March 02, 2006

Targeting Schizophrenia Research to Patient Outcomes

Another APA editorial touches upon the issue of how increasingly research is being targeted to help improve patient outcomes. Following is a short excerpt. A link to the full story is at the bottom.

Targeting Schizophrenia Research to Patient Outcomes
Baltimore, Md.

Mental disorders represent four of the top 10 categories of disease disability worldwide. In schizophrenia this disability is clearly evident in employment. In this issue of the Journal, Rosenheck and colleagues report analyses of data from the Clinical Antipsychotic Trials of Intervention Effectiveness (CATIE) project, which involved more than 1,400 patient participants and gathered clinical, neuropsychological, quality of life, sociodemographic, psychosocial services, and employment information. The finding that barriers to employment range from clinical to social gives emphasis to the breadth of factors required in a medical model purporting to account for effects of illness and treatment on patients’ lives.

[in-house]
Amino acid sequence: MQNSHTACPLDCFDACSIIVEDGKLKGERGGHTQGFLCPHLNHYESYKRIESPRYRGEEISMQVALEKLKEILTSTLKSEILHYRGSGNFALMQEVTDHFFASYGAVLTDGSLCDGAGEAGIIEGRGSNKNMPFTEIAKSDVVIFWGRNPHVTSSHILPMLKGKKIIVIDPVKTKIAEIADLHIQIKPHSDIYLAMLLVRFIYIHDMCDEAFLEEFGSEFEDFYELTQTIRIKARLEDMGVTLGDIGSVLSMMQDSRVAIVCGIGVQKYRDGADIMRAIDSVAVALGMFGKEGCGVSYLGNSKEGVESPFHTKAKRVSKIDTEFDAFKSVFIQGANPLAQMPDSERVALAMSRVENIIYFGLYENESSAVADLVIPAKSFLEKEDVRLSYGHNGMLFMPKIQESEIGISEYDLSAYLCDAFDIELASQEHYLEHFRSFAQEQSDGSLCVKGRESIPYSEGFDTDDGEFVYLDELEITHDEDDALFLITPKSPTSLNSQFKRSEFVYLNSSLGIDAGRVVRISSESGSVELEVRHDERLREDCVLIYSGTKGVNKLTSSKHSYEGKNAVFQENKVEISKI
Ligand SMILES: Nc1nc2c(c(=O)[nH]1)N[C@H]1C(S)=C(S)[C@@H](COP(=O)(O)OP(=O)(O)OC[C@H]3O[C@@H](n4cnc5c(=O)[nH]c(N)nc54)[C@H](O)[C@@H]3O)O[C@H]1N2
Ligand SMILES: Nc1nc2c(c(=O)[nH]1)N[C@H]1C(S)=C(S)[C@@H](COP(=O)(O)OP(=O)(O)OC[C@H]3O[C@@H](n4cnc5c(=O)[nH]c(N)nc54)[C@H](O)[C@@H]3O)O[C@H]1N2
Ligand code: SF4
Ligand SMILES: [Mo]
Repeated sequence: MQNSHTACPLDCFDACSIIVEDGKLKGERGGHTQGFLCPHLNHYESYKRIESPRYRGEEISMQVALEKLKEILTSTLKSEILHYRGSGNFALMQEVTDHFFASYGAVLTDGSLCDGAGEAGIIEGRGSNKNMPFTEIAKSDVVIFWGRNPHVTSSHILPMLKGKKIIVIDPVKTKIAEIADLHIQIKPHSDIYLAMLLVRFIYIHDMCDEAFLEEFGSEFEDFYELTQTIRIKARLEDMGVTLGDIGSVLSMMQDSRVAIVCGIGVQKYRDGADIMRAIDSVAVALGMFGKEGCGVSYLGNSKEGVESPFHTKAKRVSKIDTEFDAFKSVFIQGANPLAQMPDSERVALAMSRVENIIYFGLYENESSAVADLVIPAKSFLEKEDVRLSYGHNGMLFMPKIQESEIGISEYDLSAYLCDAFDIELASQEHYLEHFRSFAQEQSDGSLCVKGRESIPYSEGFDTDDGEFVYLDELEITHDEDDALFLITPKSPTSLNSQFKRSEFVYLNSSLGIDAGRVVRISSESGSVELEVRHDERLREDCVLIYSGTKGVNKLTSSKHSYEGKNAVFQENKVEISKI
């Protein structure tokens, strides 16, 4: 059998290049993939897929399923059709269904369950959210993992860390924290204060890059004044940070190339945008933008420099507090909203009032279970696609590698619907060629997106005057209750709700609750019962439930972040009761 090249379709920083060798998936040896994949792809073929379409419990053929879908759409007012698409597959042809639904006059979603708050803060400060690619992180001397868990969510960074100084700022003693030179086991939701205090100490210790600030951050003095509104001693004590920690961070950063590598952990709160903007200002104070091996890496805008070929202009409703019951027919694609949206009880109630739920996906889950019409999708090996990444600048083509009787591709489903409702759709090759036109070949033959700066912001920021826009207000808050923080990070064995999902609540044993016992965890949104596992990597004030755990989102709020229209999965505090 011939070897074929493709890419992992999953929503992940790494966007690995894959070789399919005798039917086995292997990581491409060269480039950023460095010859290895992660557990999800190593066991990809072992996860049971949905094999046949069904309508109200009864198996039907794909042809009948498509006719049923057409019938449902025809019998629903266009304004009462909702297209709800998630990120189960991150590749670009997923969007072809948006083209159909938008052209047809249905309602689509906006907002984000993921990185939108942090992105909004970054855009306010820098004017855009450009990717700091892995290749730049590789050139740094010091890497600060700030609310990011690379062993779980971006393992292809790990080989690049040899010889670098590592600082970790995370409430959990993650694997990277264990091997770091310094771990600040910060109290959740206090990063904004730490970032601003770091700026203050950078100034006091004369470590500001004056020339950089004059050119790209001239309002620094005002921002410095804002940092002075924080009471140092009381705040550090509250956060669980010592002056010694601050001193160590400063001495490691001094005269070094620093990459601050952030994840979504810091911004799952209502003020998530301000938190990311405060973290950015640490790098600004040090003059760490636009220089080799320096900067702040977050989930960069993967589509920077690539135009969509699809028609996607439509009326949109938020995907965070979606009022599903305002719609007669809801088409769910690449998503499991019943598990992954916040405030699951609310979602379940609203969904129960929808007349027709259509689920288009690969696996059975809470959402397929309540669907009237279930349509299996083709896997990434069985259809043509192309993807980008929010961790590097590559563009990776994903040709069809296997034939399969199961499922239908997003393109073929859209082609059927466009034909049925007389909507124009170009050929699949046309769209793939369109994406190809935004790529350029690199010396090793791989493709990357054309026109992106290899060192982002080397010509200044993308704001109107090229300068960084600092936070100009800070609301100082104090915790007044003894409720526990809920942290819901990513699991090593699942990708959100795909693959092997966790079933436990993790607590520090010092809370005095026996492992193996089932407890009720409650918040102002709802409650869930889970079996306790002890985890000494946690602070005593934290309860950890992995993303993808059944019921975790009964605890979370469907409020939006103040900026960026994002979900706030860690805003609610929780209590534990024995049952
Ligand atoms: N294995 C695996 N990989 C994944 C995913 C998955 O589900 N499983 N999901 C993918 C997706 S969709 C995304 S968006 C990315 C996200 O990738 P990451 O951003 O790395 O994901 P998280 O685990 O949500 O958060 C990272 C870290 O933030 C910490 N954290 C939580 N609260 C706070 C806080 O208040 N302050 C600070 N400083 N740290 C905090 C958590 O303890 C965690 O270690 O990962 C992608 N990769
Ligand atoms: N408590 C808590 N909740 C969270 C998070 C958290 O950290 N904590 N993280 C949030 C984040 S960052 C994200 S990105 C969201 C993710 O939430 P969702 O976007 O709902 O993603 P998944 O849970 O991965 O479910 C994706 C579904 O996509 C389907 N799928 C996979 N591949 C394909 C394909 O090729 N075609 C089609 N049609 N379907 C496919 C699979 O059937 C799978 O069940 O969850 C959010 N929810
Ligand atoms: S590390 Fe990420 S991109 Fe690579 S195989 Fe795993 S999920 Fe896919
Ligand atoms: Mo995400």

For example, CATIE results are a discouraging reminder that race plays a substantial role in so many aspects of our society; in this instance, being black compounds the negative effect of schizophrenia on competitive employment. Receipt of disability payments also has a negative effect on competitive employment, challenging social policy experts to devise a system that protects the provision of financial support for disabled individuals while avoiding disincentives for work accomplishment. The finding that the availability of psychosocial rehabilitation services increases the probability that an individual will find work is another call for policy action on the organization and delivery of mental health services. The effectiveness of supported employment and other vocational services has been documented (1), but most people with schizophrenia are treated in settings that do not offer these services. It is a shame that psychiatry has not been more aggressive in implementing these services and more successful in winning resources to support this vital element of care.

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